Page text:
Saturday, 20 July 2019

13.07.19 - Charnwood Lodge

Although Charnwood Lodge is the most heavily recorded site in VC55, I've only made one serious trip for springtails there previously, so it was past time to go back. There was a lot of the routine stuff I'm seeing everywhere at present - Deuterosminthurus pallipes, Pogonognathellus longicornis, Tomocerus minor. Notably, I also found a lot of juvenile Orchesella cincta, and some spanking new adults, a species I've not been seeing for the past few months now making a return:

Orchesella cincta

The highlight of Charnwood Lodge is the acid heath, and grubbing around in the Sphagnum produced a number of Isotoma viridis, which although not unexpected, I think is a new species record for this site:

Isotoma viridis

Saturday, 13 July 2019

30.06.19 - Owston

Owston Springtails

In spite of temperatures over 30C the previous day, springtails were around in the damp bits of Owston. Dicyrtomina ornata reappears in its usual spot but Entomobrya nivalis remains by far the most prevalent species I'm seeing at the present time.

Friday, 5 July 2019

Prepare for lift off!

Pogonognathellus longicornis

It is diagnostic of Pogonognathellus longicornis that this species is able to tightly curl both an4 and ant3 due to their flexible annular structure (c.f. Tomocerus, which is only able to curl ant4 slightly). Frans Jansens made the interesting comment on this photo that this individual is considering jumping and has curled ant4, presumably to avoid damage. This behaviour has not occurred to me before and I need to investigate this further next time I find some curly-wurlys to play with.

Tuesday, 2 July 2019

09.06.19 - Cribb's Meadow

Springtails of Rutland

Many springtails taking their summer break, but Deuterosminthurus pallipes and Entomobrya nivalis particularly abundant.

Tuesday, 25 June 2019

15.06.19 - Saddington Reservoir

Saddington Reservoir Springtails

A short collecting trip filling in a gap on the map. Clockwise from top left: Orchesella cincta, Entomobrya nicoleti, Entomobrya nivalis, Pogonognathellus longicornis.

Wednesday, 19 June 2019


There are two confirmed species of Willowsia in the UK. They resemble shiny, iridescent Entomobrya.

Willowsia platani is an aerial species resistant to desiccation and is found on trees and in buildings. This species has a variable pattern of pigmented bands and spots on the dorsal side (some specimens are much paler than those shown here):

Willowsia platani has characteristic leaf-shaped scales:

The mucro has two teeth and there is a spatulate tenant seta:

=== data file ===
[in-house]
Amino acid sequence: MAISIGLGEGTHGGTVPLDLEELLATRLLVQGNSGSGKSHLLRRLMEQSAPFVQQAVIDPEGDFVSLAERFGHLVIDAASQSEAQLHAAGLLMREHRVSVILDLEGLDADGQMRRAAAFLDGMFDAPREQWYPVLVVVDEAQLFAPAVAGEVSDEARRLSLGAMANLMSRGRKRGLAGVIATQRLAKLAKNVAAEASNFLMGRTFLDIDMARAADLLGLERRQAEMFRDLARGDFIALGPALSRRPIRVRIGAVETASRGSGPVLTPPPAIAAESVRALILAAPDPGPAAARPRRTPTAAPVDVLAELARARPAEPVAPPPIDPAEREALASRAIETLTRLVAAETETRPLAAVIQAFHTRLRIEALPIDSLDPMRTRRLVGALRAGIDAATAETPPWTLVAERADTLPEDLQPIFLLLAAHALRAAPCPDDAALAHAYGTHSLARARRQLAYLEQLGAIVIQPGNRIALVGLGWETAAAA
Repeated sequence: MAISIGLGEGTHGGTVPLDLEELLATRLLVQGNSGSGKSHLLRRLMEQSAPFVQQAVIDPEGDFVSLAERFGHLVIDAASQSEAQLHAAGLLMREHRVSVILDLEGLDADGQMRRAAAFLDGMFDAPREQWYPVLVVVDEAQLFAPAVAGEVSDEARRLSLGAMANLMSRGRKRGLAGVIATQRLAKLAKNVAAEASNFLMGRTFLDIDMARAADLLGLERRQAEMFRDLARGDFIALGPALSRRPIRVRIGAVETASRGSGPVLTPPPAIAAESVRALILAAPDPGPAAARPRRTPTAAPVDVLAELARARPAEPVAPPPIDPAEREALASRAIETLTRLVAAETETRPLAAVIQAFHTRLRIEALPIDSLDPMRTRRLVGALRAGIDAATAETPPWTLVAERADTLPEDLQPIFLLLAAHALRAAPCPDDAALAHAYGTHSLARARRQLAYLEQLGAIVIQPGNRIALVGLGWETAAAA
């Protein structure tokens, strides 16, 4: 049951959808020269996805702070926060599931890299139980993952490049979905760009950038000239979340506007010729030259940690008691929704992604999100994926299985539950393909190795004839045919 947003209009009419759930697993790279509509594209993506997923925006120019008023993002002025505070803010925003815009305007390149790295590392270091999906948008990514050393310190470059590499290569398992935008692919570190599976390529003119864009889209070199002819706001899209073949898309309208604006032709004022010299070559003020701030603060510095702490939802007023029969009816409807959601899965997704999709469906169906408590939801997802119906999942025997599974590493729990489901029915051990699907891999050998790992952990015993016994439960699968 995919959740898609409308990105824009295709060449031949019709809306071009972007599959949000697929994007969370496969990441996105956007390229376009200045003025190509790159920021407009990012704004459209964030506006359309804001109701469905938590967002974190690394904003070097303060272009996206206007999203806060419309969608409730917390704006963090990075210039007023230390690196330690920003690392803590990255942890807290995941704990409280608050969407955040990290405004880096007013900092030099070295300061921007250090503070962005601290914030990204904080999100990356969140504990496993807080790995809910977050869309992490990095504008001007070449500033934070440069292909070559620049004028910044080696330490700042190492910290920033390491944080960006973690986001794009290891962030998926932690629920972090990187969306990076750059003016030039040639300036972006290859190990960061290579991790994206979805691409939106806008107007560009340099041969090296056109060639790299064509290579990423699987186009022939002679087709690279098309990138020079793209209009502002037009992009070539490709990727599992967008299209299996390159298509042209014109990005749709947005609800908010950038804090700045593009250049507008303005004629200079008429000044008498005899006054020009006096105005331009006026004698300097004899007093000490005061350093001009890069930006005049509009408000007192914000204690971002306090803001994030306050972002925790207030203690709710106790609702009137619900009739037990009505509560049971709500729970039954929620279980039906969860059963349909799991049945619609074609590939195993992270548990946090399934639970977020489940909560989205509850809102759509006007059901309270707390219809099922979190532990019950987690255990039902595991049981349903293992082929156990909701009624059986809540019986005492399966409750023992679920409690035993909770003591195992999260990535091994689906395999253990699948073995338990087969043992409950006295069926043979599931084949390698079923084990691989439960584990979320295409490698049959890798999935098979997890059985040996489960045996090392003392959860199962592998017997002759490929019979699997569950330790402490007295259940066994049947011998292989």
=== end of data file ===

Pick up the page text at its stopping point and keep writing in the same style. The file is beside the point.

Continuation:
The empodium is about two-thirds the length of the claw:

In contrast, Willowsia buski is a plainer-looking species. The scales are a different shape, more triangular then W. platani. Photo by Philippe Garcelon:

Willowsia buski

Monday, 17 June 2019

Springtails of the North


I have to admit to still not putting too much effort into springtails recently. Although we've had rain now the ground is still very dry and unproductive so all samples have come from sweeping or beating vegetation. I sampled a couple of sites near Croxton Kerrial and also at charley on Charnwood. I didn't find anything very exciting but Deuterosminthurus pallipes is by far the most frequent species at the moment. Every one of the hundreds I have found have been the yellow form - I've still only ever found a single specimen of the purple nominate form.

Monday, 10 June 2019

Big trouble in Lepidocyrtus

Lepidocyrtus cyaneus"Everything is everywhere but the environment selects"

Early in the twentieth century the Dutch microbiologists Beijerinck and Becking proposed the hypothesis that "Everything is everywhere but the environment selects" to explain the distribution of microorganisms. This has been much debated but it makes a lot of sense for highly mobile organisms that can be blown on the wind. At what scale it stops being true is unclear, but ecological determinism means that for all species, the environment selects which species persist. One of the most important factors in selection is climate, which determines the current distribution of species and will determine how these change in the future. The flora and fauna of Britain bear the signs of restriction by and subsequent repopulation following the last ice age. Not much survived under the ice cap but there were geothermal islands and not all of the UK was glaciated. The inability of springtails to fly limits their spread and repopulation when the ice retreats but their small size and abundance means that they are able to persist in suitable niches in otherwise adverse environments. Thus the present day distribution of springtails carries the historical signature of climate change. A recent paper examines two genera of springtails, Entomobrya and Lepidocyrtus, and reveals not only the impact of glaciation but also present day relationships (Faria, Shaw & Emerson, 2019).